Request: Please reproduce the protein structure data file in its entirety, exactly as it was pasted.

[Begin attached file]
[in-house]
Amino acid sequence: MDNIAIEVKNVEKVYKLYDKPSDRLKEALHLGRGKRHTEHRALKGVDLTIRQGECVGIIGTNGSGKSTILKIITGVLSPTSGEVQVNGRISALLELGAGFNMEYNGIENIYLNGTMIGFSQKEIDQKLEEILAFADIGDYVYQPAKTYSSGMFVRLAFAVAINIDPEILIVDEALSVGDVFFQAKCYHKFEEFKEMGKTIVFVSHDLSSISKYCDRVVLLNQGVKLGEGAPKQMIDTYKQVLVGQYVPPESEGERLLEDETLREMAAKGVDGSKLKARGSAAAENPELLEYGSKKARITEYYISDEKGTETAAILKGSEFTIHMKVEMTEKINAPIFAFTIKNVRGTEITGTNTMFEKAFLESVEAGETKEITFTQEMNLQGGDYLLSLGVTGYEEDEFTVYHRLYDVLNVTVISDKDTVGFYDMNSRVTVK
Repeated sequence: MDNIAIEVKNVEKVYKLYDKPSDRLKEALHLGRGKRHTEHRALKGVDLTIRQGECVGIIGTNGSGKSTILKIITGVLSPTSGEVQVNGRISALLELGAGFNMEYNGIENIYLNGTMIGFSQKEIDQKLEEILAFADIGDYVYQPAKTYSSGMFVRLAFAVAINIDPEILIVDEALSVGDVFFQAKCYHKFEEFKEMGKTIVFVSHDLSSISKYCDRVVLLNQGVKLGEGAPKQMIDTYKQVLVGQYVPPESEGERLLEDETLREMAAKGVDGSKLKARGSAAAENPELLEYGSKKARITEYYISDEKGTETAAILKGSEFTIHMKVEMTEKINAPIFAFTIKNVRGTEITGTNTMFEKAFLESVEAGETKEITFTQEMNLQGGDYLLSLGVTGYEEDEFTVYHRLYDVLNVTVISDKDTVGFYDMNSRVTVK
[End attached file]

[in-house]
Amino acid sequence: MDNIAIEVKNVEKVYKLYDKPSDRLKEALHLGRGKRHTEHRALKGVDLTIRQGECVGIIGTNGSGKSTILKIITGVLSPTSGEVQVNGRISALLELGAGFNMEYNGIENIYLNGTMIGFSQKEIDQKLEEILAFADIGDYVYQPAKTYSSGMFVRLAFAVAINIDPEILIVDEALSVGDVFFQAKCYHKFEEFKEMGKTIVFVSHDLSSISKYCDRVVLLNQGVKLGEGAPKQMIDTYKQVLVGQYVPPESEGERLLEDETLREMAAKGVDGSKLKARGSAAAENPELLEYGSKKARITEYYISDEKGTETAAILKGSEFTIHMKVEMTEKINAPIFAFTIKNVRGTEITGTNTMFEKAFLESVEAGETKEITFTQEMNLQGGDYLLSLGVTGYEEDEFTVYHRLYDVLNVTVISDKDTVGFYDMNSRVTVK
Repeated sequence: MDNIAIEVKNVEKVYKLYDKPSDRLKEALHLGRGKRHTEHRALKGVDLTIRQGECVGIIGTNGSGKSTILKIITGVLSPTSGEVQVNGRISALLELGAGFNMEYNGIENIYLNGTMIGFSQKEIDQKLEEILAFADIGDYVYQPAKTYSSGMFVRLAFAVAINIDPEILIVDEALSVGDVFFQAKCYHKFEEFKEMGKTIVFVSHDLSSISKYCDRVVLLNQGVKLGEGAPKQMIDTYKQVLVGQYVPPESEGERLLEDETLREMAAKGVDGSKLKARGSAAAENPELLEYGSKKARITEYYISDEKGTETAAILKGSEFTIHMKVEMTEKINAPIFAFTIKNVRGTEITGTNTMFEKAFLESVEAGETKEITFTQEMNLQGGDYLLSLGVTGYEEDEFTVYHRLYDVLNVTVISDKDTVGFYDMNSRVTVK